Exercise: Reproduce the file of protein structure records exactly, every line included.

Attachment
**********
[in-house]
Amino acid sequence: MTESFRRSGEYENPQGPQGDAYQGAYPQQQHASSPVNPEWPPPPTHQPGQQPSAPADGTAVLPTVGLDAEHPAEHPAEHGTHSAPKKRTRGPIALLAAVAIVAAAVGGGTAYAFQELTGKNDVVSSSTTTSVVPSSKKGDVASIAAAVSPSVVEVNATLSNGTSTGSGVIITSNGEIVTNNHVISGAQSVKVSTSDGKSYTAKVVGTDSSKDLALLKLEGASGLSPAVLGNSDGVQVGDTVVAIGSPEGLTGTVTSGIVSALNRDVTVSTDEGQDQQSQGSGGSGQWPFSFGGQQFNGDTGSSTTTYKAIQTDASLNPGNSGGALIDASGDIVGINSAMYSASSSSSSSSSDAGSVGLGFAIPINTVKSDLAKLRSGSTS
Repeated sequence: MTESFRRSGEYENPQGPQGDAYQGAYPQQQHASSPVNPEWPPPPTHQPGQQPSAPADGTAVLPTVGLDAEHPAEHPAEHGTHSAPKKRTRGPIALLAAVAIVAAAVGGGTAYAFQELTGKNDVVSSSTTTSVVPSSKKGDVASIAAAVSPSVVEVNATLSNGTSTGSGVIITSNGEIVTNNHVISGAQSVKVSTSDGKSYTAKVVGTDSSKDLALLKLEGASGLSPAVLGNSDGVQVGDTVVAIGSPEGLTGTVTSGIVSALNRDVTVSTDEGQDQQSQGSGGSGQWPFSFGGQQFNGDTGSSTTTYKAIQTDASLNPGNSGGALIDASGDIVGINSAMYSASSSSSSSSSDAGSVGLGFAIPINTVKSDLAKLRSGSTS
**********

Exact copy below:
[in-house]
Amino acid sequence: MTESFRRSGEYENPQGPQGDAYQGAYPQQQHASSPVNPEWPPPPTHQPGQQPSAPADGTAVLPTVGLDAEHPAEHPAEHGTHSAPKKRTRGPIALLAAVAIVAAAVGGGTAYAFQELTGKNDVVSSSTTTSVVPSSKKGDVASIAAAVSPSVVEVNATLSNGTSTGSGVIITSNGEIVTNNHVISGAQSVKVSTSDGKSYTAKVVGTDSSKDLALLKLEGASGLSPAVLGNSDGVQVGDTVVAIGSPEGLTGTVTSGIVSALNRDVTVSTDEGQDQQSQGSGGSGQWPFSFGGQQFNGDTGSSTTTYKAIQTDASLNPGNSGGALIDASGDIVGINSAMYSASSSSSSSSSDAGSVGLGFAIPINTVKSDLAKLRSGSTS
Repeated sequence: MTESFRRSGEYENPQGPQGDAYQGAYPQQQHASSPVNPEWPPPPTHQPGQQPSAPADGTAVLPTVGLDAEHPAEHPAEHGTHSAPKKRTRGPIALLAAVAIVAAAVGGGTAYAFQELTGKNDVVSSSTTTSVVPSSKKGDVASIAAAVSPSVVEVNATLSNGTSTGSGVIITSNGEIVTNNHVISGAQSVKVSTSDGKSYTAKVVGTDSSKDLALLKLEGASGLSPAVLGNSDGVQVGDTVVAIGSPEGLTGTVTSGIVSALNRDVTVSTDEGQDQQSQGSGGSGQWPFSFGGQQFNGDTGSSTTTYKAIQTDASLNPGNSGGALIDASGDIVGINSAMYSASSSSSSSSSDAGSVGLGFAIPINTVKSDLAKLRSGSTS